Julian Léonard (Hosted by Seidel) from Harvard University will be presenting the colloquium “Many-body localization under the microscope”
Recent years have uncovered many fascinating phenomena in non-equilibrium quantum systems. A paradigmatic example is many-body localization, which describes the inhibition of motion of interacting particles in a disordered potential. A consequence of localization is that these systems do not reach equilibrium and show exotic entanglement dynamics – in contrast to thermal quantum systems, which follow the laws of classical statistical mechanics. Despite intensive research, many questions on many-body localization remain open, for instance, on the thermal-localized transition, and the stability against thermalizing perturbations.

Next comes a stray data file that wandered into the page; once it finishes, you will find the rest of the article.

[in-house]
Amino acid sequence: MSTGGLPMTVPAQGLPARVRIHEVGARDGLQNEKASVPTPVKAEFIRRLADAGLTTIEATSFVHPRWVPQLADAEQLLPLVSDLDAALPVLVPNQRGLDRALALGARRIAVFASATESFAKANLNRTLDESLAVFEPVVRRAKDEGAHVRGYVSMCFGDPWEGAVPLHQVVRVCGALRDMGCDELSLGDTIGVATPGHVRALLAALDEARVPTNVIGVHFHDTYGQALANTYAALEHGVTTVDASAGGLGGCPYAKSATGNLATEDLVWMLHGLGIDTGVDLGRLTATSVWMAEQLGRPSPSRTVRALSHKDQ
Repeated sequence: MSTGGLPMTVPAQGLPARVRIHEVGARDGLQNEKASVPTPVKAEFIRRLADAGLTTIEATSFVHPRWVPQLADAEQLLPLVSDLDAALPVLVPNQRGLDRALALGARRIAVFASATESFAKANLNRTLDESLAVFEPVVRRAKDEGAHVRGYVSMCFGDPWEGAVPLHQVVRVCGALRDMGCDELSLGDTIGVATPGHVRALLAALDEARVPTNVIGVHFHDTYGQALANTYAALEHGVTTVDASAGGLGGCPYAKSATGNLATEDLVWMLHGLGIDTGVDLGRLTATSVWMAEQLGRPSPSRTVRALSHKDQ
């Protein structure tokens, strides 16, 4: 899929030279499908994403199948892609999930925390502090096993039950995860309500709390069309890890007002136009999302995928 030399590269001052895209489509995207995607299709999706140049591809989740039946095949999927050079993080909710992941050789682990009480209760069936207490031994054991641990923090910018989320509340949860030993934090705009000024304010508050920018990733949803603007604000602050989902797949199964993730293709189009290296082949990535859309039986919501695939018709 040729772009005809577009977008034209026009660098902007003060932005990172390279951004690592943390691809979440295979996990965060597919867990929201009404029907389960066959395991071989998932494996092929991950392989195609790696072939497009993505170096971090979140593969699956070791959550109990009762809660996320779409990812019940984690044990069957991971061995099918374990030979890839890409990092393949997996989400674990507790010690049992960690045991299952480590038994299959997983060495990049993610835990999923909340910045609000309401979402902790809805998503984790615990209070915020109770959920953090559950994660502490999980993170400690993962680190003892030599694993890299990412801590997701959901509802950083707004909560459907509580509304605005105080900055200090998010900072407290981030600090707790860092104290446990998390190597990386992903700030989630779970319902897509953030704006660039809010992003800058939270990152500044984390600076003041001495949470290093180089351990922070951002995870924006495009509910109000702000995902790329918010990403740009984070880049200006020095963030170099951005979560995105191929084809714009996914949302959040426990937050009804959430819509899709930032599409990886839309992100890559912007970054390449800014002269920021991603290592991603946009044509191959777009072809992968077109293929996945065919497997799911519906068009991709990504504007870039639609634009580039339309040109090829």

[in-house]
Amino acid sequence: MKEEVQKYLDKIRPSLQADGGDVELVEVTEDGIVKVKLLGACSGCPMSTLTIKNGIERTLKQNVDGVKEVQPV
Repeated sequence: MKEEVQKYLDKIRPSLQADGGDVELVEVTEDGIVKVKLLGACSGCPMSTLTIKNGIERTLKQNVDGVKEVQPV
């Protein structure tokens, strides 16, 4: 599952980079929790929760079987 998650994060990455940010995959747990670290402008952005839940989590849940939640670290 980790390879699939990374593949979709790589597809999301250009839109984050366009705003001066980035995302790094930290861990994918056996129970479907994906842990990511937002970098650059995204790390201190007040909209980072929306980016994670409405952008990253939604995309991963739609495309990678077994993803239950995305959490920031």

In this talk I will present our recent studies on many-body localization. The experiments take place with neutral atoms in a one-dimensional optical lattice. Microscopic control over the individual atoms and lattice sites allows us to prepare, evolve, and locally read out arbitrary quantum states. We observe several key characteristics, including the localization properties, the entanglement dynamics, the critical behavior at the thermal-localized transition, and the stability at a clean-disorder interface. Our results provide a new perspective on entanglement formation in non-equilibrium systems, and they provide a starting point for further studies on thermalization in strongly correlated systems.
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